Last Tuesday night I sat in the only bar that serves alcohol in the whole of northern Sinai, surrounded by dozens of journalists and aid workers from around the world, and tried to engage a member of the International Solidarity Movement in conversation.
I have to admit to a sneaking admiration for the ISM volunteers. While disagreeing with most of what their organization stands for and being rather suspicious of its hidden agenda, you have to hand it to them. While most critics of Israel and its policies in Gaza and the West Bank vent their spleens from the safety of living rooms and television studios in the comfortable capitals of the western world (the more adventurous make it as far as the cocktail garden of the American Colony hotel in East Jerusalem), the ISM members are in the thick of things, risking their necks.
Whether or not they are simply using non-violent methods to help the Palestinians fight Israeli occupation on the ground, or as many, including Israeli and western intelligence agencies, believe, actively aiding Hamas terror activities is not the point: In real terms, their threat to Israel and their benefit to the Palestinian cause are both negligible. But I still have a degree of respect for anyone who is willing to put himself (or herself) in the line of danger rather than just talking. It was a painful discussion, though.
I won't belabor you with the actual details of our stilted conversation. Not because of what the thin, earnest and bespectacled activist had to say - I've absorbed more acrid vitriol against Israel in the past - but the way that he wasn't open to any real debate, talking instead in clipped sentences punctuated by tight-lipped smiles and the recurring question: "Why do you think that is?" as if he really did not want to hear, but knew the eternal truth and was simply challenging me to justify my entire existence.
I felt sorry for him. I really wanted to try and understand, and in an attempt to lighten the atmosphere I asked him what he thought of what was being shown on the bar's television: the scenes of festivity on the streets of Washington following President Obama's inauguration. "Do you think that with Obama things will get better in Gaza?" I asked, more than once. But while most of us were watching the coverage, he sat with his back firmly to the screen, practically refusing to look. "Why do you think it will?" was all he was prepared to say.
I have also indulged in my share of Obama-skepticism over recent months, but this was something of a different order. He had already decided long ago that the United States was the ultimate source of evil in the world, and nothing the American people could do - not even elevate a black liberal to the presidency - could ever change that. He just couldn't bring himself to watch it, for fear of shaking his certainty. Did I mention that he had a very strong Scots accent?
Some of the most violent attacks on Israel in recent years and especially over the past few weeks in the wake of the Gaza operation have been in places that seemingly have little connection with this region, with relatively small Muslim communities and even smaller Jewish ones. In the aforementioned Scotland, the local Palestine Solidarity Campaign held a Holocaust remembrance day event in Glasgow with Hamas supporters, which is good because in Barcelona, the regional Catalonian government decided to cancel their event altogether, as "marking the Jewish Holocaust while a Palestinian holocaust is taking place is not right," according to a local official.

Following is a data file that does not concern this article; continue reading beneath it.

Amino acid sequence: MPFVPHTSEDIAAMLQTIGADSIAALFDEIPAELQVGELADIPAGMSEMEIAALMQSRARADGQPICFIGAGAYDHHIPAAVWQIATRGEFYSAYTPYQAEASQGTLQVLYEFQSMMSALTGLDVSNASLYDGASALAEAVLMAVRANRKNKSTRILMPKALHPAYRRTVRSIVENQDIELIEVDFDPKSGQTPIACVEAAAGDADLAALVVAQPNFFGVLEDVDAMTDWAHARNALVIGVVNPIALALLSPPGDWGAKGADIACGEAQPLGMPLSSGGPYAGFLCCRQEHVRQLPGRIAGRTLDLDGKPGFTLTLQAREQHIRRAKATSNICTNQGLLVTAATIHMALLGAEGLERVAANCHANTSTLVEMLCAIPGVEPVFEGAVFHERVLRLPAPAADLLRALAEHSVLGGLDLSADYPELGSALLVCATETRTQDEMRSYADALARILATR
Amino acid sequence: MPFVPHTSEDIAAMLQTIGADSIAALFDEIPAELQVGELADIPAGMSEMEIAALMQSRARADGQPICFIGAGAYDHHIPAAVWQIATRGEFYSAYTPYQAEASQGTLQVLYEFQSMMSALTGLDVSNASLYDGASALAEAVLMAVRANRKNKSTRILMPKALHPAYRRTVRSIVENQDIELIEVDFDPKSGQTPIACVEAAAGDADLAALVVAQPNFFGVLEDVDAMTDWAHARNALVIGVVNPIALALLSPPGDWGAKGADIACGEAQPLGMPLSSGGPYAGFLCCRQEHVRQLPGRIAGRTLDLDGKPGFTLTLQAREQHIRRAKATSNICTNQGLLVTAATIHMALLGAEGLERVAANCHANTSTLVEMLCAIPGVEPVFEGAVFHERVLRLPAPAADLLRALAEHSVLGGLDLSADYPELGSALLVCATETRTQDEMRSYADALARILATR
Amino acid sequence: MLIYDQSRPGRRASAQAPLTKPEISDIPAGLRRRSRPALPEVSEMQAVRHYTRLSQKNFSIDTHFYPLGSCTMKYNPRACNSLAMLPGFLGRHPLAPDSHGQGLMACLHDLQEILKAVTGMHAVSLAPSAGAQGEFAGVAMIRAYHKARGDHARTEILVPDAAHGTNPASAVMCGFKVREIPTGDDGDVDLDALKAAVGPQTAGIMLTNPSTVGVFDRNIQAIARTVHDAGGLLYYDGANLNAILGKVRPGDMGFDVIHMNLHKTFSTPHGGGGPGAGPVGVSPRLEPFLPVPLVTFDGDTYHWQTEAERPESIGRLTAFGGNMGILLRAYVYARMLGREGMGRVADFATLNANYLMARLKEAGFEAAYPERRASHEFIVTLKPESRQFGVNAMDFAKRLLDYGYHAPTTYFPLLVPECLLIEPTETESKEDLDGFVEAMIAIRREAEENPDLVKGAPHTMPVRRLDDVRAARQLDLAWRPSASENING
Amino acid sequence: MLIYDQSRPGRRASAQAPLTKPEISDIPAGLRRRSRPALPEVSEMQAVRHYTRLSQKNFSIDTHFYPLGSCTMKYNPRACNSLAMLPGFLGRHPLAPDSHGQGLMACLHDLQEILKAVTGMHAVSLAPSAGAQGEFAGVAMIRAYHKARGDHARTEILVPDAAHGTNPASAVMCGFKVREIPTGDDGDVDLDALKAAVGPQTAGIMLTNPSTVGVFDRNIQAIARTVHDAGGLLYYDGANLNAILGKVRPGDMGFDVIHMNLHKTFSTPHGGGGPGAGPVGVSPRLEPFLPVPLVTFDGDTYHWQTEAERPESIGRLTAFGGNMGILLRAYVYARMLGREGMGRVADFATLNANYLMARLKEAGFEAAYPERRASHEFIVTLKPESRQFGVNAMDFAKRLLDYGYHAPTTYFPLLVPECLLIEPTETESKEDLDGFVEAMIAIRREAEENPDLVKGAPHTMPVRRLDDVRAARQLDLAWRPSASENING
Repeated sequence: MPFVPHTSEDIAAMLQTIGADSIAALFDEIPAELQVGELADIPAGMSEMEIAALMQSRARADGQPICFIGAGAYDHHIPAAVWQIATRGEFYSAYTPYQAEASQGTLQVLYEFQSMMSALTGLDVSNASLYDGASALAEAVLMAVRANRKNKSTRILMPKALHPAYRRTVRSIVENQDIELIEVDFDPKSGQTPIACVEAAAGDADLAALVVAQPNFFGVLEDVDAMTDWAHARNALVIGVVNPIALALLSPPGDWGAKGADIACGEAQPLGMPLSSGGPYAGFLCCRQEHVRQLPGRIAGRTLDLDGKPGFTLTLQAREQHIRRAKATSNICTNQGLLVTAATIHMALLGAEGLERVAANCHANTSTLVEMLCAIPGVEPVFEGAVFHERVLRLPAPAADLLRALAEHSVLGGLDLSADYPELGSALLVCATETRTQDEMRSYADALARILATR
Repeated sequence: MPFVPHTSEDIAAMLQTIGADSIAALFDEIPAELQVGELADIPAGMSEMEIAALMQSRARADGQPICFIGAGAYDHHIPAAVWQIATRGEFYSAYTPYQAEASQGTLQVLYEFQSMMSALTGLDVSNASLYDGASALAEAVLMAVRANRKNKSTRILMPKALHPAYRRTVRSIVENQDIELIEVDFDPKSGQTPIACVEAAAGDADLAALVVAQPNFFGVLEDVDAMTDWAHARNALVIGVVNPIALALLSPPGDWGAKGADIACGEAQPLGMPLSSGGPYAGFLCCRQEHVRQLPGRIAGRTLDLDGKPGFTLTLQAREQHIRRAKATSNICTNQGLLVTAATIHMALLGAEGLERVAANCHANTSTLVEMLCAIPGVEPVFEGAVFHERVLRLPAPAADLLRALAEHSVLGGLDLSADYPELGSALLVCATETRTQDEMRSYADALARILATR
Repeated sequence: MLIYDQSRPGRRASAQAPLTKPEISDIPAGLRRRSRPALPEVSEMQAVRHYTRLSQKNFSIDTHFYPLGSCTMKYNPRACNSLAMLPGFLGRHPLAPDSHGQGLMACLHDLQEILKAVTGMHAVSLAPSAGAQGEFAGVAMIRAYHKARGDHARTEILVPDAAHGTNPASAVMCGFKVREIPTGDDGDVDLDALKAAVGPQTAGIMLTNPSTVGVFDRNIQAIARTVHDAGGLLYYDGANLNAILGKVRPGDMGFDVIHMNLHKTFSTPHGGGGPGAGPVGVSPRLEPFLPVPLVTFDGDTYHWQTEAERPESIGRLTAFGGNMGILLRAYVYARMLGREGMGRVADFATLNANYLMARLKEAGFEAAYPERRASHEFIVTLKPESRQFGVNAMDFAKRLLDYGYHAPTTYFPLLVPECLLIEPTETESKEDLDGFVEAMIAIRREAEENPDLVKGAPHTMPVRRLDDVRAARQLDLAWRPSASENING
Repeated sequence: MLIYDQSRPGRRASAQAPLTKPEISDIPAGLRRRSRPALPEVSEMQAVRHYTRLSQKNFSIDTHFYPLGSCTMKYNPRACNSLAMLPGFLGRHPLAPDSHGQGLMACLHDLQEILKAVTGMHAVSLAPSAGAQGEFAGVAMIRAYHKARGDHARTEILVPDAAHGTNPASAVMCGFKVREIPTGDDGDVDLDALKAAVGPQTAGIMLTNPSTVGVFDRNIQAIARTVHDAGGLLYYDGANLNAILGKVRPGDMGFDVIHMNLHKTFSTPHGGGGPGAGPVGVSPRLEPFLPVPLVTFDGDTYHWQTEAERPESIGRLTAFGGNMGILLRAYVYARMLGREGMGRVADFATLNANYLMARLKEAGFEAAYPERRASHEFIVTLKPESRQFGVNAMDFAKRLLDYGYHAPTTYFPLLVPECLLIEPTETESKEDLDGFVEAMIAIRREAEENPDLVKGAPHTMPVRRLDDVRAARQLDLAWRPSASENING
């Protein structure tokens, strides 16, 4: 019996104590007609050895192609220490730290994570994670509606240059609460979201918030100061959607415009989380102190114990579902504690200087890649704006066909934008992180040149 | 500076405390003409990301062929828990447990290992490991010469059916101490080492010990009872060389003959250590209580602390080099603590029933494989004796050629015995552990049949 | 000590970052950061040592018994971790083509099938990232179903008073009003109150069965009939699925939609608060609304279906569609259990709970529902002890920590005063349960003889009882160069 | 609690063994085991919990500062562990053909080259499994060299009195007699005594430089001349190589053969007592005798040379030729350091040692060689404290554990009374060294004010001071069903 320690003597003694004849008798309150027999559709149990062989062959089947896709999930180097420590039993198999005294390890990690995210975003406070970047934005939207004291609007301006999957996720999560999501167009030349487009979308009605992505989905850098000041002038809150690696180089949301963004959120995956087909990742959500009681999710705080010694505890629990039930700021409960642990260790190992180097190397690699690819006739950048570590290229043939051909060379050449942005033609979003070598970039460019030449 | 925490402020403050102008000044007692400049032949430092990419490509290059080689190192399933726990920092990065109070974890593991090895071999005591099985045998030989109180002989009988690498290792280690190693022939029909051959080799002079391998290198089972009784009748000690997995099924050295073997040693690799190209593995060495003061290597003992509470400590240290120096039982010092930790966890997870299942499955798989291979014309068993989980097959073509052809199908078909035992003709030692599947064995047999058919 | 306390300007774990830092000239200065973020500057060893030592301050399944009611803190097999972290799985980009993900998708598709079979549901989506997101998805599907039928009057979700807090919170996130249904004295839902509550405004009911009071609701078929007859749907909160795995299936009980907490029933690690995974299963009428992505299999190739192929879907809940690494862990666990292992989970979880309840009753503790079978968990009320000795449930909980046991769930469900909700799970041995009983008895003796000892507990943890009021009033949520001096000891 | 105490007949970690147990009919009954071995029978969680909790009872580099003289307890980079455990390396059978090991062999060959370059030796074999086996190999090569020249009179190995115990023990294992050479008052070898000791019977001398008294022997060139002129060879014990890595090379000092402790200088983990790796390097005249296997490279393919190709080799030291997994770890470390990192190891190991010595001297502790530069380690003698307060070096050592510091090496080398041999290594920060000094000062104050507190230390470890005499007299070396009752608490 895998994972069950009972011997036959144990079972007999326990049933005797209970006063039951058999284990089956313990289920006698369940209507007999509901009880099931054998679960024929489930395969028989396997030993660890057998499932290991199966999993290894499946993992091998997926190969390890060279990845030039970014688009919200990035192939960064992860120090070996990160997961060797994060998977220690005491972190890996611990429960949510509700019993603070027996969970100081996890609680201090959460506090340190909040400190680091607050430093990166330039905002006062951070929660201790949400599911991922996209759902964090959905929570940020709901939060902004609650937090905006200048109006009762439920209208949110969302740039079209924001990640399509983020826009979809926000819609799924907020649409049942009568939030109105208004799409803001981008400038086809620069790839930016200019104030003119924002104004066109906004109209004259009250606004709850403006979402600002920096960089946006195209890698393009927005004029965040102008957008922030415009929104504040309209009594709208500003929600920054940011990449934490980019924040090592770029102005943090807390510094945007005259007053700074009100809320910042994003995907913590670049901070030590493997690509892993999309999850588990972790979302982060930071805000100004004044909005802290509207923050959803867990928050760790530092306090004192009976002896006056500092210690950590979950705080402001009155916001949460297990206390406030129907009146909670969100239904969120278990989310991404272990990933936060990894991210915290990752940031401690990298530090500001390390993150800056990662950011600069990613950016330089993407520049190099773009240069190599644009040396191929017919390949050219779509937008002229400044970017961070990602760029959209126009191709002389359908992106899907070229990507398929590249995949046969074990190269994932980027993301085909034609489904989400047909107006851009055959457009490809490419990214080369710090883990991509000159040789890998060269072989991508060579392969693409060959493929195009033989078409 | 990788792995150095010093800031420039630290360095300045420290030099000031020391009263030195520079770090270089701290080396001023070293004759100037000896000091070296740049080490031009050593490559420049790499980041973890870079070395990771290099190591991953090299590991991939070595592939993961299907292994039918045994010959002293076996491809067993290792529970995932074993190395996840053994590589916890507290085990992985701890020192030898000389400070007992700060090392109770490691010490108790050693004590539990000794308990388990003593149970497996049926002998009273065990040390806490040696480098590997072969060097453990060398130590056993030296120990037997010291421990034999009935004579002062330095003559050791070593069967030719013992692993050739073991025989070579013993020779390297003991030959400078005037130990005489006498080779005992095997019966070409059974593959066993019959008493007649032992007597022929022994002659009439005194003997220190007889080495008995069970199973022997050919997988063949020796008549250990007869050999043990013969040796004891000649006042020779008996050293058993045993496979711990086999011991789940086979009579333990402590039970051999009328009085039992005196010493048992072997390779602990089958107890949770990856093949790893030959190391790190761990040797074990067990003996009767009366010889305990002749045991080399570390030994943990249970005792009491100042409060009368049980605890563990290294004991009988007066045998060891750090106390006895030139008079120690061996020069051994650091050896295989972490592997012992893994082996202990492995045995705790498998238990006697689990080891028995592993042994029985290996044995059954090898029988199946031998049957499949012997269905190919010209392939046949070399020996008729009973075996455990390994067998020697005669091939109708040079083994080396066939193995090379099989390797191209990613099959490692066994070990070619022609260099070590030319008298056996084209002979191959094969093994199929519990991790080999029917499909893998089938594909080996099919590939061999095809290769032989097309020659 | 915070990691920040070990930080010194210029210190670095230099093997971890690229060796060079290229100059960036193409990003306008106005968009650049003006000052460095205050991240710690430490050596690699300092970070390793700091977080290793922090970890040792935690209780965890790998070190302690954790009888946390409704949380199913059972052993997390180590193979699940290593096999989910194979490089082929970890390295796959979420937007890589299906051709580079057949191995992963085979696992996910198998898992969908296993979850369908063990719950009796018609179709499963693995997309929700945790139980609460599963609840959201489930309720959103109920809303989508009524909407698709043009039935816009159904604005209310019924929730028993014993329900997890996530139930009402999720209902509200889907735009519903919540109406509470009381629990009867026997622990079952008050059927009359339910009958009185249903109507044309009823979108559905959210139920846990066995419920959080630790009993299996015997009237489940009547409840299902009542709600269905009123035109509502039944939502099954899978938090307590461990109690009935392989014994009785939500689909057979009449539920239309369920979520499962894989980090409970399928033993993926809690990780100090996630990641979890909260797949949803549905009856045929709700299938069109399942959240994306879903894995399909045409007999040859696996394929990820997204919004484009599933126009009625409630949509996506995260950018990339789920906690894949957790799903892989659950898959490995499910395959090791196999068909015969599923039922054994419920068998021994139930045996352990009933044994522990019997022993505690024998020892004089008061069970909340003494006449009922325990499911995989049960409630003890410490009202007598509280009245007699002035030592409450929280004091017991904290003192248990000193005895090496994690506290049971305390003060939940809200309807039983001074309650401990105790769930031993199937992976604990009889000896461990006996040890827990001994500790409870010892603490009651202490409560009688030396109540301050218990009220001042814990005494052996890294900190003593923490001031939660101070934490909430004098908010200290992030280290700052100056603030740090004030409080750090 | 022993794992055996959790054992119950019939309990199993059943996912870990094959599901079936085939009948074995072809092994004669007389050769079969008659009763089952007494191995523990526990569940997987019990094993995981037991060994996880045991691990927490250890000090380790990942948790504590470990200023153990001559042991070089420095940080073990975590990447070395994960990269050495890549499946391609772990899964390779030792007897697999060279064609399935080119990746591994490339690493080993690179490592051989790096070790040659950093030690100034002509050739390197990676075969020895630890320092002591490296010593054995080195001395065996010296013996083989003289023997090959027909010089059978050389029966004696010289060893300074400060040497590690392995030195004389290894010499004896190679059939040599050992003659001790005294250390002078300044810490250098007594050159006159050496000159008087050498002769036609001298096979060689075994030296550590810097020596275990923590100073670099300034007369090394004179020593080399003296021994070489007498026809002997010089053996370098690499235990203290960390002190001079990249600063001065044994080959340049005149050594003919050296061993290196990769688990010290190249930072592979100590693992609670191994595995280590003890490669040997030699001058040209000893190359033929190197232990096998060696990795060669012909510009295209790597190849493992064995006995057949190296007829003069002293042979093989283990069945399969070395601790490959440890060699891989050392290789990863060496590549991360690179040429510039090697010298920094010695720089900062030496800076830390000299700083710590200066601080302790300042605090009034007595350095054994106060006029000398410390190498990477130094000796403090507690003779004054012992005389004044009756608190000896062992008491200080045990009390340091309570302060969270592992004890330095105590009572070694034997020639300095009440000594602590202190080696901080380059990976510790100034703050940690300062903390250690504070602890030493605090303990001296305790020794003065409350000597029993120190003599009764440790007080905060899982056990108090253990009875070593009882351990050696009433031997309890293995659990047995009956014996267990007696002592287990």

Venezuelan President Hugo Chavez is an old hand at accusing Israel of inflicting a holocaust in Palestine, and finally got around last week to cutting off diplomatic ties. Thanks, Hugo, for saving us the cost of a superfluous embassy. The president of Venezuela's Jewish community, Abraham Levy Ben Shimol, said this week that "where we live, the anti-Semitism is sanctioned. It comes from the president, through the government and into the media."
Scotland, Catalonia, Venezuela: All nations with a strand of radical nationalism, a visceral hatred (especially in the cases of Scotland and Catalonia) of what they view as oppressive and imperialist central governments, and virulent anti-Americanism - but not countries that historically have been instinctively anti-Semitic. Indeed, no one in these countries or among their supporters in less radical regions will admit to being an anti-Semite. They are only anti-Israeli, they say, and of course there are even Jewish activists of the ilk of Noam Chomsky and Naomi Klein who agree with them. For many pro-Israel commentators this is disingenuous posturing. Equating Israel with the Nazis and the Gaza operation, with all the havoc it wreaked, with the Holocaust is simply "new anti-Semitism."
Naturally, these protests against Israel have also been accompanied by a steep increase in anti-Semitic incidents around the world, and of course Chavez and his admirers are instinctive fellow-travelers for the Iranian regime. Certainly they should be exposed and excoriated for what they are, but I feel safe in making this prediction: Just like Lenin's useful idiots, they are rapidly being exposed as history's losers. Whatever America, Israel or the rest of the western countries do in the Obama era, they won't change their minds. Peace will come to this war-torn corner of the earth and the malcontents will remain in their picturesque backwaters.
Yes, they have a totally disproportionate influence in some centers of intelligentsia and parts of the western media, but ultimately they will remain foam on the waves of the real events. I know there will be those who will say that I am belittling their influence and that they pose a real danger, but I refuse to get worked up over these losers.
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